Asunto(s)
Biodiversidad , Conservación de los Recursos Naturales , Animales , Australia , Ecosistema , Peces , Océanos y Mares
9.
Science ; 372(6537): 84-87, 2021 04 02.
Artículo en Inglés | MEDLINE | ID: mdl-33795456

RESUMEN

Human activities and climate change threaten marine biodiversity worldwide, though sensitivity to these stressors varies considerably by species and taxonomic group. Mapping the spatial distribution of 14 anthropogenic stressors from 2003 to 2013 onto the ranges of 1271 at-risk marine species sensitive to them, we found that, on average, species faced potential impacts across 57% of their ranges, that this footprint expanded over time, and that the impacts intensified across 37% of their ranges. Although fishing activity dominated the footprint of impacts in national waters, climate stressors drove the expansion and intensification of impacts. Mitigating impacts on at-risk biodiversity is critical to supporting resilient marine ecosystems, and identifying the co-occurrence of impacts across multiple taxonomic groups highlights opportunities to amplify the benefits of conservation management.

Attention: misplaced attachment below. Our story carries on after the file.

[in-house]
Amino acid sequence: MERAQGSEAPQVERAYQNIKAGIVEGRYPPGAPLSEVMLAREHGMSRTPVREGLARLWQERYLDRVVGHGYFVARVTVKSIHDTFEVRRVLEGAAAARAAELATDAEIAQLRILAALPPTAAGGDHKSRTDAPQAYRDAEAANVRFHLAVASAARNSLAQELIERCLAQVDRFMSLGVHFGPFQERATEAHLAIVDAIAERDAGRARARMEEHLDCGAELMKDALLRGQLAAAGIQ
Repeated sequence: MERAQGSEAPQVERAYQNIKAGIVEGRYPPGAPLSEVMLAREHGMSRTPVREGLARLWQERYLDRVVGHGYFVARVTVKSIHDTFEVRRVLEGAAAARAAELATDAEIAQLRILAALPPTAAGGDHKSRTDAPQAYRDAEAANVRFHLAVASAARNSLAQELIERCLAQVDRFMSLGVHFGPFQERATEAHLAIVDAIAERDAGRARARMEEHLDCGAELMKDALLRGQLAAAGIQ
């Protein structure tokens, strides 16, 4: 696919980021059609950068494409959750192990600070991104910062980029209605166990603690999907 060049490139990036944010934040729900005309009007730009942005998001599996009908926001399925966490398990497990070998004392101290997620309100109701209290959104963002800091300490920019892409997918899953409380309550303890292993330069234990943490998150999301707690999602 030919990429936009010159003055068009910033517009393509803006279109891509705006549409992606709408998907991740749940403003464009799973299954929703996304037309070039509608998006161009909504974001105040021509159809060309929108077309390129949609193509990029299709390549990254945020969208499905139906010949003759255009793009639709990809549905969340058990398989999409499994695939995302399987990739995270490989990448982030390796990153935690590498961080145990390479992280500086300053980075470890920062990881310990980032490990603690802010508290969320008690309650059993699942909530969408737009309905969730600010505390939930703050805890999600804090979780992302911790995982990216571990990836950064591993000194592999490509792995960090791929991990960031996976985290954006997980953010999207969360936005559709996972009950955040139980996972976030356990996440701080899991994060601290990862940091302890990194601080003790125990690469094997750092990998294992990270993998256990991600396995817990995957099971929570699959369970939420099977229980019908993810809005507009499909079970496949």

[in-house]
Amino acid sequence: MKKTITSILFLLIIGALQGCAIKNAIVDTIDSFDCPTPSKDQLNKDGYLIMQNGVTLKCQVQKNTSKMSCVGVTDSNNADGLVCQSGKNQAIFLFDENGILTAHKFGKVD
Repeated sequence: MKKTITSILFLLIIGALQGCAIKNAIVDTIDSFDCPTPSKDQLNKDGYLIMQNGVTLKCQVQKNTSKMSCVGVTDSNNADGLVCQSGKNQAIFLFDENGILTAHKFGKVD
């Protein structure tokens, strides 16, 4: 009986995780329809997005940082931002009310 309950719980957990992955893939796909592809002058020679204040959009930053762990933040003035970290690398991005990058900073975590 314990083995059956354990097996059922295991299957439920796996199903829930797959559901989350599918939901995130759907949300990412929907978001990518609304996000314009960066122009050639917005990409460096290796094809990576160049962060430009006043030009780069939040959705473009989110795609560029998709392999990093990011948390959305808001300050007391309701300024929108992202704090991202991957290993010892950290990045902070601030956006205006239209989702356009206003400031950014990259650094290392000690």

Asunto(s)
Biodiversidad , Actividades Humanas , Océanos y Mares , Animales , Organismos Acuáticos , Cambio Climático , Conservación de los Recursos Naturales , Ecosistema , Especies en Peligro de Extinción , Ambiente , Explotaciones Pesqueras , Peces , Humanos , Estrés Fisiológico
10.
Nature ; 592(7854): 397-402, 2021 04.
Artículo en Inglés | MEDLINE | ID: mdl-33731930

RESUMEN